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Water Technology - & PPPs - in the Middle Ages

Fascinating to read the very-well written accounts of water supply in Great Britain and Italy in the middle ages. Reinforcing some of my prejudices with comments that “it becomes immediately apparent that income was a key factor in determining which [monastic] houses could undertake water projects. And noting that the monastic houses also gave the immediate institutional framework to sustain a piped water supply even in the twelfth and thirteenth century, along with the wider institutional network by which monastic orders were able to share experience of implementing water supply projects. With the demand for such systems enhanced because, being ‘monastic’, there were no women freely available to carry water? Roberta Magnusson does go on to describe the introduction of the conduit supplies to London and other towns – referring to gravity flow pipelines being several miles in length in fourteenth century London (long before the New River supply was constructed in the seventeenth century). However the British approach was to have taps on the delivery points whereas the Italian approach was to have fountains with basins – which enabled easier access to simultaneous collection, particularly useful when fire breaks out – described as being one of the drivers for urban water supply. And the author also makes the fun point that “it is tempting to speculate the British passion for queuing may have originated in such lines of citizens forced to wait patiently (or not so patiently) for their turn at the local conduit.” !!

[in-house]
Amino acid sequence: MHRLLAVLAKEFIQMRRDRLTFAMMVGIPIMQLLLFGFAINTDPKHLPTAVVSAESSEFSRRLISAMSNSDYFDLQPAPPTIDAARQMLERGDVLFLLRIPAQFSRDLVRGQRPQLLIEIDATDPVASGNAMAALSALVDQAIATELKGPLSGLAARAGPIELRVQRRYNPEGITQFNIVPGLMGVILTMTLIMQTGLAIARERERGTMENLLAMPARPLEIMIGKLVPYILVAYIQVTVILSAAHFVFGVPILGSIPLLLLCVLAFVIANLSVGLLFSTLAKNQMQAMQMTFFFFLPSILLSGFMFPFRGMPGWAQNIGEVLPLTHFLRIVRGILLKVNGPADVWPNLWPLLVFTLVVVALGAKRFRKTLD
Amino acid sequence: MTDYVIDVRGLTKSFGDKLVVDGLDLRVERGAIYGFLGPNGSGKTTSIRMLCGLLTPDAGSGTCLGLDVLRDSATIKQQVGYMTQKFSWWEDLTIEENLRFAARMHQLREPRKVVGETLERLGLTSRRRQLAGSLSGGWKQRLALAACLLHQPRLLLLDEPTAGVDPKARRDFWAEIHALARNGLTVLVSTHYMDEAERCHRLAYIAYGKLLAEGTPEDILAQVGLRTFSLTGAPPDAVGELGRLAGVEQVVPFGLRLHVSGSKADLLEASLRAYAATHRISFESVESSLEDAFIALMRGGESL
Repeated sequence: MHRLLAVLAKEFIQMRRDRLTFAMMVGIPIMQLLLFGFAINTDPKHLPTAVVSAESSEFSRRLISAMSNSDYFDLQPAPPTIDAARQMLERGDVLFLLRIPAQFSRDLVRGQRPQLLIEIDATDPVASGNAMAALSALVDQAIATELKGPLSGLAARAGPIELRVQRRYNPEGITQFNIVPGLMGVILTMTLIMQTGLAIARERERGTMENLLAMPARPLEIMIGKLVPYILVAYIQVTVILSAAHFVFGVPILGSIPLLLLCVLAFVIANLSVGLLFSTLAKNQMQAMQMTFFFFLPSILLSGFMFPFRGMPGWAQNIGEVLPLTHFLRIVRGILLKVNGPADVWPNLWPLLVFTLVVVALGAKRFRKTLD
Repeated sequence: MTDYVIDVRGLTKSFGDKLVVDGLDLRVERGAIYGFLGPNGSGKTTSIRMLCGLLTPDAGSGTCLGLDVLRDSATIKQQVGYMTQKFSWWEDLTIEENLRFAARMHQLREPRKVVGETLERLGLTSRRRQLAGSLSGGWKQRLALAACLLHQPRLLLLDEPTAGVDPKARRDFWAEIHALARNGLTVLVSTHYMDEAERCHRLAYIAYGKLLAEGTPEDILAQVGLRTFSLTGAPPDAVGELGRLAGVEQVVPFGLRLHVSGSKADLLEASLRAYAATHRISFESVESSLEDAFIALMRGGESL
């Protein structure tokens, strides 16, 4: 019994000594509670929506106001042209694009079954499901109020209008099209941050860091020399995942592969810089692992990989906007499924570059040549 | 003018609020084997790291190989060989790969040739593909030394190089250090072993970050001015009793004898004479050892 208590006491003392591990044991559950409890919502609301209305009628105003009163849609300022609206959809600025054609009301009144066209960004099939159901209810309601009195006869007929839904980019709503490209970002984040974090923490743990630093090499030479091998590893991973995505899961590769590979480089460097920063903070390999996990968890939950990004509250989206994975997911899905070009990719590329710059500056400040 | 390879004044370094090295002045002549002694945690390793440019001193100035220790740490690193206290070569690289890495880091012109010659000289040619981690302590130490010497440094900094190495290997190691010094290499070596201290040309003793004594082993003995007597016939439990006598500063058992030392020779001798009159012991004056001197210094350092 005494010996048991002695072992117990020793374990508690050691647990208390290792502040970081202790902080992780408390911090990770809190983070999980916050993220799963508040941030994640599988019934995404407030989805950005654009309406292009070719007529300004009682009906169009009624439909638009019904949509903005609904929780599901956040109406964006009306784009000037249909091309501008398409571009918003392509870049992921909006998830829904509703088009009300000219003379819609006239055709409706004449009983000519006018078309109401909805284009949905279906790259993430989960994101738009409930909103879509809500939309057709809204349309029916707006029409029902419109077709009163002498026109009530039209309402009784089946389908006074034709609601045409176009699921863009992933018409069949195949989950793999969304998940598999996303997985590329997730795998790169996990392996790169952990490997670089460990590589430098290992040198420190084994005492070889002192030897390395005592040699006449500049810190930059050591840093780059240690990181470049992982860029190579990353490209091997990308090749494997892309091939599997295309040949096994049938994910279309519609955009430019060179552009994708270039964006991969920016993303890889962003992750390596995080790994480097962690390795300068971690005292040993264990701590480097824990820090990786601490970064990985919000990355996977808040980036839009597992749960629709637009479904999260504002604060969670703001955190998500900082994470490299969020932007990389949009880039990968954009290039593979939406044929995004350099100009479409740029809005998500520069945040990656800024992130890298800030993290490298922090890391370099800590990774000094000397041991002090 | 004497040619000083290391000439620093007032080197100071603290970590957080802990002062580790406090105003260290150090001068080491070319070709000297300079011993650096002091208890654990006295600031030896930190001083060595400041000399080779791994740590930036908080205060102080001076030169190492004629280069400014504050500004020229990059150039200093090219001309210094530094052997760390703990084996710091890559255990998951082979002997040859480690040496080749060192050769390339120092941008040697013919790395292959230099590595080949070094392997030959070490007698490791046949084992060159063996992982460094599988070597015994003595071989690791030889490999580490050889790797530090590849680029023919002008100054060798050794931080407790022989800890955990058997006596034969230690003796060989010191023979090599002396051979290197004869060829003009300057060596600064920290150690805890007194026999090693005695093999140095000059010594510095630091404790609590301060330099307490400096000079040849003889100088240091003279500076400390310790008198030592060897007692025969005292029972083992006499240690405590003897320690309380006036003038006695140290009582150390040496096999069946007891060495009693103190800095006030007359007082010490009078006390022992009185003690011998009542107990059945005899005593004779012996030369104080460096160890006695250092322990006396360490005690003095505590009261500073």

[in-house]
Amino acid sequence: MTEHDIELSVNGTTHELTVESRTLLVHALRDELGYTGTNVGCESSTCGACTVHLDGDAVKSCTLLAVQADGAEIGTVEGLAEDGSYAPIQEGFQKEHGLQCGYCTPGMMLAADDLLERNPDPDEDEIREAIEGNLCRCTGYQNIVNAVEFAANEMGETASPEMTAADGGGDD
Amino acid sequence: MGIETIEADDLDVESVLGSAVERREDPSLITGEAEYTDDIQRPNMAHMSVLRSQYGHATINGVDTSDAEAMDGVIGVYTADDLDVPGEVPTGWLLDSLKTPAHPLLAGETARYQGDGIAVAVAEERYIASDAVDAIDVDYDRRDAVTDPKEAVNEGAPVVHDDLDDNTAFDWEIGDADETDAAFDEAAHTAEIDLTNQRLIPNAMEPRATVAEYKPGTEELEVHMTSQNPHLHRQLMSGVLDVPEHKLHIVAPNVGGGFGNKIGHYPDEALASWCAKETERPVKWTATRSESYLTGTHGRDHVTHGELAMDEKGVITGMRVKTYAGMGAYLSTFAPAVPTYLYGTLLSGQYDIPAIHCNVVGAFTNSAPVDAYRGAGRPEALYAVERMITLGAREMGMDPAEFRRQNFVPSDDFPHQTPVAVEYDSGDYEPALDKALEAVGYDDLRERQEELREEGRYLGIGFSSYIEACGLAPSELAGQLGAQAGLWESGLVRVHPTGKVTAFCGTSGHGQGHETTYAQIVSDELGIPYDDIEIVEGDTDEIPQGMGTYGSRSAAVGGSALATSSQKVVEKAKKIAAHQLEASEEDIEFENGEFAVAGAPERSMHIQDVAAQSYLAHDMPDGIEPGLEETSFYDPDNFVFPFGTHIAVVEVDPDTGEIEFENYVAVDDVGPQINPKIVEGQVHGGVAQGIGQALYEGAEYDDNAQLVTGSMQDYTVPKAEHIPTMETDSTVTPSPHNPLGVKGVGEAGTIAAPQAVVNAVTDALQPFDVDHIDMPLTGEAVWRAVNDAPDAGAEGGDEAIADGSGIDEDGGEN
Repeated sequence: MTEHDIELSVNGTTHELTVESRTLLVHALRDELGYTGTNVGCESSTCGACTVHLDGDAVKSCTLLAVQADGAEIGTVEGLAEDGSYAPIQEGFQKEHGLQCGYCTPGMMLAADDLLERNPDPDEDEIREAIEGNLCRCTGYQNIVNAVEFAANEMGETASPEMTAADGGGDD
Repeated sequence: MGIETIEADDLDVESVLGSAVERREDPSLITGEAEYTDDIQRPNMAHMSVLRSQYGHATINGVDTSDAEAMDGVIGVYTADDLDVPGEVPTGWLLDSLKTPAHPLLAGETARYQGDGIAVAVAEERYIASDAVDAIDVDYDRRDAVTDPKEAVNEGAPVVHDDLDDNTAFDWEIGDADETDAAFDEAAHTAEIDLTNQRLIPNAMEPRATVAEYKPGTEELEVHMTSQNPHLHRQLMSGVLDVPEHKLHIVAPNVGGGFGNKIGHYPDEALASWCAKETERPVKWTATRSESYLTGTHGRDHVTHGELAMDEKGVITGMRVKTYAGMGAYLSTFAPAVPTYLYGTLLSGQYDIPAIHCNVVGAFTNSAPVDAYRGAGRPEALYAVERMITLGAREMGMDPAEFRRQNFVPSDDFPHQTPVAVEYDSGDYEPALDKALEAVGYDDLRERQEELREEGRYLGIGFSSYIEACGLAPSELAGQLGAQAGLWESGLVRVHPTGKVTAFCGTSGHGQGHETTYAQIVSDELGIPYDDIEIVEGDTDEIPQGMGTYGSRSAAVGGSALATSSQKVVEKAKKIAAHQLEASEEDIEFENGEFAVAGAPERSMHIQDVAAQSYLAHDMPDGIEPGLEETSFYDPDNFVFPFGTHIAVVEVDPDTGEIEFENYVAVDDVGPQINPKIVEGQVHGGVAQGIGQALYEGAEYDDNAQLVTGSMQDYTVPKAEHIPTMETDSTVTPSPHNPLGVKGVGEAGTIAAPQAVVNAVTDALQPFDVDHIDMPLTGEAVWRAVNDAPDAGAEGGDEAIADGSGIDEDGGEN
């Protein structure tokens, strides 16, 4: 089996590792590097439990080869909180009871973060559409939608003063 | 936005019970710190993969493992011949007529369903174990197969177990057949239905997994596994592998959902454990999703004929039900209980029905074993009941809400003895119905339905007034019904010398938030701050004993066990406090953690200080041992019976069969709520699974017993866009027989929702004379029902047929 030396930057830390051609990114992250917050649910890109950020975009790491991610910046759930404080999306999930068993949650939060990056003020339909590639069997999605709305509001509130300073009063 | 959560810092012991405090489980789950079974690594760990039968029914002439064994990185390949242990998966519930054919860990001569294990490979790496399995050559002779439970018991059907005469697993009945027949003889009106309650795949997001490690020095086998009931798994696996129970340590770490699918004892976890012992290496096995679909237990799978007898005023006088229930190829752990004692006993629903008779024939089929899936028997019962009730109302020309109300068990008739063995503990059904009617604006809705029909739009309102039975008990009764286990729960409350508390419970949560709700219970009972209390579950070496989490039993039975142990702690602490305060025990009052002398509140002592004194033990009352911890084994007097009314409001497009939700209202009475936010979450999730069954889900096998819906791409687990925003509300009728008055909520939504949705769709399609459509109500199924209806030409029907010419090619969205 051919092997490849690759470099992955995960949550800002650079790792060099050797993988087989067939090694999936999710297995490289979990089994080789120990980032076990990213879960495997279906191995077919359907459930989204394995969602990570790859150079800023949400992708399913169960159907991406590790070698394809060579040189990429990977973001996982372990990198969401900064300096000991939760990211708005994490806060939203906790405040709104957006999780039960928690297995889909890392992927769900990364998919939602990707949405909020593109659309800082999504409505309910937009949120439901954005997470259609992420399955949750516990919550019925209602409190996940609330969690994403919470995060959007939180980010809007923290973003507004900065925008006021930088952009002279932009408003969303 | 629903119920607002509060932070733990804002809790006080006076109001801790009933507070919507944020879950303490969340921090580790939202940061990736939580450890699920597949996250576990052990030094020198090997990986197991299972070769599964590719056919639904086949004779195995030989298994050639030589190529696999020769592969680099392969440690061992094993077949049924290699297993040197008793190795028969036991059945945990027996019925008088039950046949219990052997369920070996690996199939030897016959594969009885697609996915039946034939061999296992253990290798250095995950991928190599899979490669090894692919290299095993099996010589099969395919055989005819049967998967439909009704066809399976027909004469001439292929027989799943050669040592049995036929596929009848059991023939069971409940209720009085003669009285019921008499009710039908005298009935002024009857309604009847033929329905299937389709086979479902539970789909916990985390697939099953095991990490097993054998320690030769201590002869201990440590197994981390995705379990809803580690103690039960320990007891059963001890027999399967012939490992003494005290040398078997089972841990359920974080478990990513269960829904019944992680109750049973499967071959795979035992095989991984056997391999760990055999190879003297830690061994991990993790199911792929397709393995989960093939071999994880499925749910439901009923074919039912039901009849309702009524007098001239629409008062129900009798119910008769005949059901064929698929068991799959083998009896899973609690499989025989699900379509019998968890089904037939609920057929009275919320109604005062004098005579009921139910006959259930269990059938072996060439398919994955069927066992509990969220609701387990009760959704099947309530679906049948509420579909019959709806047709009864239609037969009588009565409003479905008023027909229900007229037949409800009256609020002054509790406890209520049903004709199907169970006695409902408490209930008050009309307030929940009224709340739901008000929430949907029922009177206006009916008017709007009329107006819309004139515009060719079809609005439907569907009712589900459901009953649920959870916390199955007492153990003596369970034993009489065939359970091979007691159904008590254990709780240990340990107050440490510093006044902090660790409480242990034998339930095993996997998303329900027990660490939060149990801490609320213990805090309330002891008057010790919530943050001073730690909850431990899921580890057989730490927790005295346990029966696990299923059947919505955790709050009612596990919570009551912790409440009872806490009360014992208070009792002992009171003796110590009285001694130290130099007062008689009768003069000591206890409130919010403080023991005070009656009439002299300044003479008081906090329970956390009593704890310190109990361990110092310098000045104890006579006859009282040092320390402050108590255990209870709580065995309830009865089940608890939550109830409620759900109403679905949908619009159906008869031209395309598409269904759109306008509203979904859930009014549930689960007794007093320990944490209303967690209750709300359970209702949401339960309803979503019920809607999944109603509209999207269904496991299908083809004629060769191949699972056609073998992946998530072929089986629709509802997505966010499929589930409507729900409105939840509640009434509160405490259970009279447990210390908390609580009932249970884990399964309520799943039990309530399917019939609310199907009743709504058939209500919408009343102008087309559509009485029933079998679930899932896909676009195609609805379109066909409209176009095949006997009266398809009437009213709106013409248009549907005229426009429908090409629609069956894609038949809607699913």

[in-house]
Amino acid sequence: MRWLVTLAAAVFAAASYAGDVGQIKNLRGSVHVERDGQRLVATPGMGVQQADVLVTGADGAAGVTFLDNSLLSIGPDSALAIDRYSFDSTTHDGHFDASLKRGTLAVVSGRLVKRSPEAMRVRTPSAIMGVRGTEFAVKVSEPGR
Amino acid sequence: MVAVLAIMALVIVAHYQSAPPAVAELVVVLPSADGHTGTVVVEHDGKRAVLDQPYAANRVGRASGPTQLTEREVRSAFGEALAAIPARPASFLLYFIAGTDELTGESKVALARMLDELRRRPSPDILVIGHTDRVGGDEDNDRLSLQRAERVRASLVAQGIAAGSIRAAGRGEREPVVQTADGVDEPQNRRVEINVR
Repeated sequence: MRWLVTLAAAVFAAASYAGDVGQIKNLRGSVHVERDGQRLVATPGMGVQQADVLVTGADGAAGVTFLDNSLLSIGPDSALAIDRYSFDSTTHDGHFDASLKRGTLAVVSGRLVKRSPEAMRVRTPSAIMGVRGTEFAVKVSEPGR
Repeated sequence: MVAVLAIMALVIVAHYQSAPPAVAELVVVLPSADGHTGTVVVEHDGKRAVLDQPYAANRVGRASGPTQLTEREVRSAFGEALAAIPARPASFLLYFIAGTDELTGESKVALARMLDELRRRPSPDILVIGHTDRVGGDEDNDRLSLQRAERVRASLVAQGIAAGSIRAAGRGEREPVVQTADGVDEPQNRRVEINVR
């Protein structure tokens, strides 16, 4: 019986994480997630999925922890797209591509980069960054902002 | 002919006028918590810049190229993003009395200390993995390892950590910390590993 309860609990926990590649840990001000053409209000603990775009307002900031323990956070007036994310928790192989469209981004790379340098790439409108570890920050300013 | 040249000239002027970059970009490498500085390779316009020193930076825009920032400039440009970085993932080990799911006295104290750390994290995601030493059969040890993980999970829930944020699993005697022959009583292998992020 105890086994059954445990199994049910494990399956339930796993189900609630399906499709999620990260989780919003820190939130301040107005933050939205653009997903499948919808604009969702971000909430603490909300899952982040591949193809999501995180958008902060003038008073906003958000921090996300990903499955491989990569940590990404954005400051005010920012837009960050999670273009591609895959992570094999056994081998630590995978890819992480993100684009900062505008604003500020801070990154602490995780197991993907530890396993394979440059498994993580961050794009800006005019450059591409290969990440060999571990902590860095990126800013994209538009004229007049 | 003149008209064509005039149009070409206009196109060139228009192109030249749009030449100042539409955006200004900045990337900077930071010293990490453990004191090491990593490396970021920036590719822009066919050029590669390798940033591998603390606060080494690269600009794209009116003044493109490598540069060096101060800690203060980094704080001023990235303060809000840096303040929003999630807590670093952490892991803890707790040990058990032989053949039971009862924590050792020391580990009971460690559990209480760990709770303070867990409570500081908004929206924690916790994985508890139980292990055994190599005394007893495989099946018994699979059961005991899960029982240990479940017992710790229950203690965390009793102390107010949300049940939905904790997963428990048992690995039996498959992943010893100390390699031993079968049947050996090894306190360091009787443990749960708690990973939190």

“Domestic users had first rights when it came to conduit water. According to a complaint against the brewers filed in 1345, ‘of old, a certain conduit was built in the midst of the city of London, so that the rich and middling persons therein might have water for preparing their food, and the poor for their drink.

Another interesting snippet comes from my believing that the Peter Morice’s pump and supply from London Bridge was ‘London’s Second PPP’, the first perhaps being King Richard’s sale of the Crown Rights over the River Thames to the Corporation of the City of London? The third being Hugh Myddleton’s 60km New River project a few years later? But Magnusson refers to “the custody of the conduit together with ‘its fountain and all its profits and advantages’ was leased for a term of ten years … with the provision that ‘the aldermen and sheriffs for the time being may at all times obtain water without payment, and that any of the commonality may obtain the same, paying for it as of old accustomed.’ By the terms of the lease the city received twenty marks’ annual rent. The lessees were obliged keep the conduit in repair above ground, whereas the city remained responsible for any necessary repairs to the subterranean pipes and fountainhead.” A ‘proper PPP’ indeed!

And finally, I was very excited to read about donors (‘transfers’ in our modern parlance?) funding, often through bequests, ‘most of the new extensions to London’s water system’. Including in the fourteenth century former mayors such as ‘Adam Fraunceys’. Close enough spelling to claim a relationship??

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